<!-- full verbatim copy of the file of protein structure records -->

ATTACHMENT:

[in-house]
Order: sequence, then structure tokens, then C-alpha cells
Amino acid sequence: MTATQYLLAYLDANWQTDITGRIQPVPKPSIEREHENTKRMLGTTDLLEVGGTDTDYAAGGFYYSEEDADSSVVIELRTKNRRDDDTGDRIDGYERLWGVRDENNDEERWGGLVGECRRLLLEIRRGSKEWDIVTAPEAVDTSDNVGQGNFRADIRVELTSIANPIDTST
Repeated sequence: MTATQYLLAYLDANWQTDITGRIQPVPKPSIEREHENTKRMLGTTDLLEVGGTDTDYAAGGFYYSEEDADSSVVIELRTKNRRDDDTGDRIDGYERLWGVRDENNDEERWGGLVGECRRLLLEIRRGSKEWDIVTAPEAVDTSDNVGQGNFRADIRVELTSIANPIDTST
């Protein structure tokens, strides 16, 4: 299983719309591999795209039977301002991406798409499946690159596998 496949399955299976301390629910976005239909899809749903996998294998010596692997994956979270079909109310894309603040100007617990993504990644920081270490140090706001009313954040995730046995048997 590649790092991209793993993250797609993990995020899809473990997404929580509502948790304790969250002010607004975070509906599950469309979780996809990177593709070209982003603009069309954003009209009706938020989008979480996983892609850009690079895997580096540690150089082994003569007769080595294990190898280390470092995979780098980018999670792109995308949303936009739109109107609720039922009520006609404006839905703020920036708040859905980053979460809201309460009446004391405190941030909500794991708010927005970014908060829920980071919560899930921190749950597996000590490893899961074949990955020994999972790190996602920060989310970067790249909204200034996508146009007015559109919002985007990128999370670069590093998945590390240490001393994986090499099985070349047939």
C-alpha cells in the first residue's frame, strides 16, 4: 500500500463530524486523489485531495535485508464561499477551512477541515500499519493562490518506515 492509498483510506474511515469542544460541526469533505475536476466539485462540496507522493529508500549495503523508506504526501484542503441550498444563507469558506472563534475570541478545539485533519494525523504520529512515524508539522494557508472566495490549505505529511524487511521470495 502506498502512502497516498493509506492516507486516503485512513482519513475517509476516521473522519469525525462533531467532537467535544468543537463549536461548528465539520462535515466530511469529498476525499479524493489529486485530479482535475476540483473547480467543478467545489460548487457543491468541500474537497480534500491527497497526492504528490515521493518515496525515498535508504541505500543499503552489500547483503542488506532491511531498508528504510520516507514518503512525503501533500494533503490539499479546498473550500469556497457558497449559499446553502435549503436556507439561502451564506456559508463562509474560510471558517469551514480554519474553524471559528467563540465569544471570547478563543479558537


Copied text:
[in-house]
Order: sequence, then structure tokens, then C-alpha cells
Amino acid sequence: MTATQYLLAYLDANWQTDITGRIQPVPKPSIEREHENTKRMLGTTDLLEVGGTDTDYAAGGFYYSEEDADSSVVIELRTKNRRDDDTGDRIDGYERLWGVRDENNDEERWGGLVGECRRLLLEIRRGSKEWDIVTAPEAVDTSDNVGQGNFRADIRVELTSIANPIDTST
Repeated sequence: MTATQYLLAYLDANWQTDITGRIQPVPKPSIEREHENTKRMLGTTDLLEVGGTDTDYAAGGFYYSEEDADSSVVIELRTKNRRDDDTGDRIDGYERLWGVRDENNDEERWGGLVGECRRLLLEIRRGSKEWDIVTAPEAVDTSDNVGQGNFRADIRVELTSIANPIDTST
């Protein structure tokens, strides 16, 4: 299983719309591999795209039977301002991406798409499946690159596998 496949399955299976301390629910976005239909899809749903996998294998010596692997994956979270079909109310894309603040100007617990993504990644920081270490140090706001009313954040995730046995048997 590649790092991209793993993250797609993990995020899809473990997404929580509502948790304790969250002010607004975070509906599950469309979780996809990177593709070209982003603009069309954003009209009706938020989008979480996983892609850009690079895997580096540690150089082994003569007769080595294990190898280390470092995979780098980018999670792109995308949303936009739109109107609720039922009520006609404006839905703020920036708040859905980053979460809201309460009446004391405190941030909500794991708010927005970014908060829920980071919560899930921190749950597996000590490893899961074949990955020994999972790190996602920060989310970067790249909204200034996508146009007015559109919002985007990128999370670069590093998945590390240490001393994986090499099985070349047939």
C-alpha cells in the first residue's frame, strides 16, 4: 500500500463530524486523489485531495535485508464561499477551512477541515500499519493562490518506515 492509498483510506474511515469542544460541526469533505475536476466539485462540496507522493529508500549495503523508506504526501484542503441550498444563507469558506472563534475570541478545539485533519494525523504520529512515524508539522494557508472566495490549505505529511524487511521470495 502506498502512502497516498493509506492516507486516503485512513482519513475517509476516521473522519469525525462533531467532537467535544468543537463549536461548528465539520462535515466530511469529498476525499479524493489529486485530479482535475476540483473547480467543478467545489460548487457543491468541500474537497480534500491527497497526492504528490515521493518515496525515498535508504541505500543499503552489500547483503542488506532491511531498508528504510520516507514518503512525503501533500494533503490539499479546498473550500469556497457558497449559499446553502435549503436556507439561502451564506456559508463562509474560510471558517469551514480554519474553524471559528467563540465569544471570547478563543479558537